Foundation does not try to recreate the
Since M.O.P. [click to read] last spoke, they signed with 50 Cent [click to read] and Interscope for a shocking but subsequently fruitless deal. Lil Fame’s production abilities have escalated him to one of the best artist-producers in Hip Hop, and Busta Rhymes [click to read], AZ [click to read] and RZA [click to read] all have taken notice. The Brownsville duo released three semi-official albums, toying with everything from guitars and Metal bands [click to read] to new group names (St. Marxmen) [click to read] and raiding the Roc-A-Fella master vaults for a good old fashioned bootleg. Since M.O.P. last spoke, they’ve gotten older, wiser and undoubtedly angrier.
After dead ends at Roc and G-Unit, M.O.P. has returned exactly where they were in 2000 with Warriorz [click to read] – a veteran outfit that shows their wisdom, still maintaining status as two of the most unconventional emcees Hip Hop ever witnessed. Reunited with DJ Premier, D/R Period and Nottz [click to read], Foundation is an appropriate title for Rap’s AC/DC. Nine years later, the message is still, “For those about to mash out, we salute you.”
Put the growl and the breathless delivery aside and Fame and Bill have always been substantial emcees raised on the golden era. “I’m A Brownsvillain” is how fans want an M.O.P. album to start, with butchered guitar riffs and a barking chorus of angst and apathy. Nottz offers up one of his most aggressive beats in years, as Billy posts verbal warning signs to neighborhood visitors, while Lil Fame goes back and recalls that he was once a kindergarten classmate of another D/R Period backed ‘90s alum, Smoothe Da Hustler [click to read]. The decade-later reunion with DJ Premier is not in the canon of “How About Some Hardcore (Remix),” “Downtown Swinga” and “Faceoff.” Instead, First Family and the Gang Starr Foundation update their collaborative catalog with a gliding beat, assisted by Rell in “What I Wanna B.” This packs the polish to have been on either of Mash Out Posse’s shelved major label efforts, but still isn’t centered around the strong-hold of the street, as many may have expected. As seasoned showmen, M.O.P.’s choruses and efforts in making songs out of tracks show their wisdom throughout Foundation. “Bang Time” [click to listen] a DJ Green Lantern-produced [click to read] is the hard-nosed M.O.P. that made the group who they are today.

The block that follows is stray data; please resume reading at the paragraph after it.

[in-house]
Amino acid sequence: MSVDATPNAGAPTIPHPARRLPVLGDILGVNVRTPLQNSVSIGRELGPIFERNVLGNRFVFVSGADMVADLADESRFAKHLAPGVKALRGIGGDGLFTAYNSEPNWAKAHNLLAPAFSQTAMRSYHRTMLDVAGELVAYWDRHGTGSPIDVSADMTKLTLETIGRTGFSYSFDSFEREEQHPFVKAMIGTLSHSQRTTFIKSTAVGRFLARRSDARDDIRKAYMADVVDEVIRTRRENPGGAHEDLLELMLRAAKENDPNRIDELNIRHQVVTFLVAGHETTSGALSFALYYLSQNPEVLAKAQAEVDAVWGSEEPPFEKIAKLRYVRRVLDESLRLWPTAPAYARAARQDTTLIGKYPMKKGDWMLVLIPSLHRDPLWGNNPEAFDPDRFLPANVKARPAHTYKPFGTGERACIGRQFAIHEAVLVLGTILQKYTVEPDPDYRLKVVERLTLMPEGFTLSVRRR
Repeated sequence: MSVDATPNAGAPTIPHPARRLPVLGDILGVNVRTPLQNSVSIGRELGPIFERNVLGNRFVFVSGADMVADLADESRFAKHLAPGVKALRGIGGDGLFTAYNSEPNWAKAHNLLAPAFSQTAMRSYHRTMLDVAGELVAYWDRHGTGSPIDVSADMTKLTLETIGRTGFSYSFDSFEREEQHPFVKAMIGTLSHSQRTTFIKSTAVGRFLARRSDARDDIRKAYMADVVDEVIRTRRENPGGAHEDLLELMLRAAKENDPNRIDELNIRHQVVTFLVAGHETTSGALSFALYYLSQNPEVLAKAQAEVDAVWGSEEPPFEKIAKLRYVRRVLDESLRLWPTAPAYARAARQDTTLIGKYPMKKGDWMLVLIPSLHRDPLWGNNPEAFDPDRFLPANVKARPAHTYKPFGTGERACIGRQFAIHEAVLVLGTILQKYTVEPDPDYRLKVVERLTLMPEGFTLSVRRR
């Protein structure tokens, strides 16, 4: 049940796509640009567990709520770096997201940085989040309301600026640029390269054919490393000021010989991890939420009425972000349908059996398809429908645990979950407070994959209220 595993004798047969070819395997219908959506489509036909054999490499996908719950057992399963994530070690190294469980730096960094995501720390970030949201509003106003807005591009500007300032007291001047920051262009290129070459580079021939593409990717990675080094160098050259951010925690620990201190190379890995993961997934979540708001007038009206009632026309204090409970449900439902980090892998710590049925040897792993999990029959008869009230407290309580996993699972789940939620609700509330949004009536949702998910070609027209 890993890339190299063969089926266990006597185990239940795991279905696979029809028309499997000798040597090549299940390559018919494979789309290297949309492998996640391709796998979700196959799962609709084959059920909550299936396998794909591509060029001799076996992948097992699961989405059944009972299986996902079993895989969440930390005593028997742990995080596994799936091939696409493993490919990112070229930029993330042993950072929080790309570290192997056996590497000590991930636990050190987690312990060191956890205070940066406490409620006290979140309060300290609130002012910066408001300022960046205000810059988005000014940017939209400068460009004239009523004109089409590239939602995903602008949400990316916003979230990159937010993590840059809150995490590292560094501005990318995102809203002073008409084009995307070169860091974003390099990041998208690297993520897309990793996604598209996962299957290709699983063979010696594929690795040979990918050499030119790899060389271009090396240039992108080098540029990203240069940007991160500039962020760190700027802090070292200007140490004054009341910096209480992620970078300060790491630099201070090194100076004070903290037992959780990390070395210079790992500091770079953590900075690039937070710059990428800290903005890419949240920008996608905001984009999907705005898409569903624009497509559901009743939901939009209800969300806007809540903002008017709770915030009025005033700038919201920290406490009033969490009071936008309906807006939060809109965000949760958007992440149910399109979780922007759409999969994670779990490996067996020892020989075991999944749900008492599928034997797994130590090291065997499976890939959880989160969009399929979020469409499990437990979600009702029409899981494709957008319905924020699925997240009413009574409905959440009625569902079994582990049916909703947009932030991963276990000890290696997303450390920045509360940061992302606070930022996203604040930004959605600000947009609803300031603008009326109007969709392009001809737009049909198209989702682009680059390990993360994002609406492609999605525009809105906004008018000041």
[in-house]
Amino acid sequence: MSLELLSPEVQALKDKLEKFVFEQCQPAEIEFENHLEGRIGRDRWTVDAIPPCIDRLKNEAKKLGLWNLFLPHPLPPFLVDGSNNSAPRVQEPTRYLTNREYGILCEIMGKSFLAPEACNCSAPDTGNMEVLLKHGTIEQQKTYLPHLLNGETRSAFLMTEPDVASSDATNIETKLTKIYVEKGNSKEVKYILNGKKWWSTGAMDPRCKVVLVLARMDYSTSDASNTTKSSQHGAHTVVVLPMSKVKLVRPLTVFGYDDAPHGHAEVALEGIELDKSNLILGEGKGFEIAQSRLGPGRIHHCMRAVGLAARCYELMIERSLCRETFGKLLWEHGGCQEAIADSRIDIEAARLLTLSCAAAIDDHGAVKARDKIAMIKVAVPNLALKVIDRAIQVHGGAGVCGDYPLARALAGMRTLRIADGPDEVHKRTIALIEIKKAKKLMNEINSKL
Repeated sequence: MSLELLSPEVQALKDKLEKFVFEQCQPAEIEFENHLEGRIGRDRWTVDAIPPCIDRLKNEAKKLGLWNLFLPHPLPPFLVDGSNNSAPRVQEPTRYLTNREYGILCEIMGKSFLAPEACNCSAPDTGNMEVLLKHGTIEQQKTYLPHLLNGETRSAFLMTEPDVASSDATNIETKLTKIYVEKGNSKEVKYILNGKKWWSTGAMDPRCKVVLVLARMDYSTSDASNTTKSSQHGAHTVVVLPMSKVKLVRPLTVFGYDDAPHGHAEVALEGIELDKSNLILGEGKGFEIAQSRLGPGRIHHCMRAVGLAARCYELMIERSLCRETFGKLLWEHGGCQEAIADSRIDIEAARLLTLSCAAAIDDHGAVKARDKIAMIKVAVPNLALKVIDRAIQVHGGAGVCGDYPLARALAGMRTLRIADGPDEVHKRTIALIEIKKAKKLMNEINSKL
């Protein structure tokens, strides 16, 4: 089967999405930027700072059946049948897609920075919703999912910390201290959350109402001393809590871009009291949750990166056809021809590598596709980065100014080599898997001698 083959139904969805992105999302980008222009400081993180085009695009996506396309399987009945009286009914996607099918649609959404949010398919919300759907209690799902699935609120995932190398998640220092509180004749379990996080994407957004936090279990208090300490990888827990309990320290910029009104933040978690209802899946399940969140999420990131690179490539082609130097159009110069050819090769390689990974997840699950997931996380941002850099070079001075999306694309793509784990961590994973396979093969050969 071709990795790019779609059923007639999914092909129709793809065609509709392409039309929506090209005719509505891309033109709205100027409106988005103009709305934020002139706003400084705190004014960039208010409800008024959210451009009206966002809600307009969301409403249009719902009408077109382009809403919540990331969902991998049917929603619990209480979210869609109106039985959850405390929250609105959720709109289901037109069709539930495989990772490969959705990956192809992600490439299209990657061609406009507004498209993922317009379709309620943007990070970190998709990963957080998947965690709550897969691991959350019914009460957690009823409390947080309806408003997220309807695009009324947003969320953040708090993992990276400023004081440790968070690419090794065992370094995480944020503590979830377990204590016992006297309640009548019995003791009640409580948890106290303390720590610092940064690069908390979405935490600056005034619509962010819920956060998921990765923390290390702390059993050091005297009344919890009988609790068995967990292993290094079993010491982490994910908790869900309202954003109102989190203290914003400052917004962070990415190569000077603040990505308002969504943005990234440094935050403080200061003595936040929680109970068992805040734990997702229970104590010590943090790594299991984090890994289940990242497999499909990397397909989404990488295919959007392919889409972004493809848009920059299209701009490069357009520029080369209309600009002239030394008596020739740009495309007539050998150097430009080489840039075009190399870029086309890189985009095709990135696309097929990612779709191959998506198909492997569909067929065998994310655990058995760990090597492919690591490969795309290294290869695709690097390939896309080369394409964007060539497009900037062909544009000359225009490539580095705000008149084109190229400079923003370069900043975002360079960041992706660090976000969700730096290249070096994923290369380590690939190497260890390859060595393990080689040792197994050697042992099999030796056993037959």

While Warriorz was a literal roll call, complete with Teflon and Laze E Laze sprinkled throughout, Foundation is not. Busta Rhymes, Redman and Styles P [click to read] support their early ‘90s peers with features, while Termanology [click to read] appears on “Crazy” [click to listen] to finish out the guest-list. Although Nottz, D/R Period and DJ Premier pull this album above the vanity releases (St. Marxmen, Ghetto Warfare and Mash Out Posse), it’s Statik Selektah [click to read] and Lil Fame who really deliver some of the most impressive sounds. The Boston-turned-Brooklyn deejay/producer outdoes himself on “Forever And Always.” Careful drum programming and deft Soul sampling make the song cry, or as Fame decries, smell like “the pissy hallways” of Brooklyn’s projects. Foundation does not try to recreate the “Ante Up” anthems or the “4 Alarm Blaze” crossover bids. Instead, Fame and Billy do what they’ve always done in between the singles – murder the verses about keeping hearses heavy. Between the barking and the beatings though, are odes to Hip Hop and Brooklyn preservation, and two men who seem to be ecstatic to still be carrying on tradition.
In its liner notes, Foundation says that, “M.O.P. appears courtesy of G-Unit/Interscope Records.” The L.A.-based label may have never matched 50 Cent’s vision of letting the world hear what the core of Hip Hop has known for 15 years. Still, Fame and Danz haven’t lost a step, and their fifth official album towers high and above the efforts of nearly every new-jack 360-deal artist signed during their hiatus.